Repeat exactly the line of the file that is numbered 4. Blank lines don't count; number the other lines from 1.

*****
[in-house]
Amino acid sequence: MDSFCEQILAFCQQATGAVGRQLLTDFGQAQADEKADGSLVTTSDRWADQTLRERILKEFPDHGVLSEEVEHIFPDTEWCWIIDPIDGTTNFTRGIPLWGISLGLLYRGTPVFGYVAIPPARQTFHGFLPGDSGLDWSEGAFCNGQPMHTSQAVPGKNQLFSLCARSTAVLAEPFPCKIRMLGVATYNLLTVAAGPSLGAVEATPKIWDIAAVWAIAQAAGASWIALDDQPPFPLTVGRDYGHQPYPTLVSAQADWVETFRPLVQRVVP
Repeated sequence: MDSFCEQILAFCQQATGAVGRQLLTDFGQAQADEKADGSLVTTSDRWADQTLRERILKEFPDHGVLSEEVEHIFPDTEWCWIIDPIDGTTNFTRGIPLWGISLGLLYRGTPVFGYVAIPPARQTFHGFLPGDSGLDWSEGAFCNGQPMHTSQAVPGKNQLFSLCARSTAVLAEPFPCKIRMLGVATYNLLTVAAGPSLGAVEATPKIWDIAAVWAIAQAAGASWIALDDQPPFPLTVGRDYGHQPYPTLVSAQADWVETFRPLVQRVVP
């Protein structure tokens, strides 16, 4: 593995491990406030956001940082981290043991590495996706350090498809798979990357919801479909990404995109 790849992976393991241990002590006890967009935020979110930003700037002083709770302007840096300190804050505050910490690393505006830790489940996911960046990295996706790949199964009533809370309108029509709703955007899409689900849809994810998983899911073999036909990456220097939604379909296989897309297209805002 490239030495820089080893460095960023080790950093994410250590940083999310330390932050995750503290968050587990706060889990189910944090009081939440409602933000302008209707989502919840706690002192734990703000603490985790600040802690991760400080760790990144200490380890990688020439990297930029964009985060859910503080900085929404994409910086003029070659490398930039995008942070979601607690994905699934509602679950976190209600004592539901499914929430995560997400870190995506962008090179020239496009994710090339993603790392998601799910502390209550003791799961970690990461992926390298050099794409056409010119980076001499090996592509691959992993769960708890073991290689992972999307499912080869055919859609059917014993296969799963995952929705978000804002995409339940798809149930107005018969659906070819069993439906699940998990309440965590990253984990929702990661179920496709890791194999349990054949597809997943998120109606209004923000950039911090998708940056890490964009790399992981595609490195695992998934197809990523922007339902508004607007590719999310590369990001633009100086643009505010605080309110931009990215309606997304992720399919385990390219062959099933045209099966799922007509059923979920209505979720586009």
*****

């Protein structure tokens, strides 16, 4: 593995491990406030956001940082981290043991590495996706350090498809798979990357919801479909990404995109 790849992976393991241990002590006890967009935020979110930003700037002083709770302007840096300190804050505050910490690393505006830790489940996911960046990295996706790949199964009533809370309108029509709703955007899409689900849809994810998983899911073999036909990456220097939604379909296989897309297209805002 490239030495820089080893460095960023080790950093994410250590940083999310330390932050995750503290968050587990706060889990189910944090009081939440409602933000302008209707989502919840706690002192734990703000603490985790600040802690991760400080760790990144200490380890990688020439990297930029964009985060859910503080900085929404994409910086003029070659490398930039995008942070979601607690994905699934509602679950976190209600004592539901499914929430995560997400870190995506962008090179020239496009994710090339993603790392998601799910502390209550003791799961970690990461992926390298050099794409056409010119980076001499090996592509691959992993769960708890073991290689992972999307499912080869055919859609059917014993296969799963995952929705978000804002995409339940798809149930107005018969659906070819069993439906699940998990309440965590990253984990929702990661179920496709890791194999349990054949597809997943998120109606209004923000950039911090998708940056890490964009790399992981595609490195695992998934197809990523922007339902508004607007590719999310590369990001633009100086643009505010605080309110931009990215309606997304992720399919385990390219062959099933045209099966799922007509059923979920209505979720586009």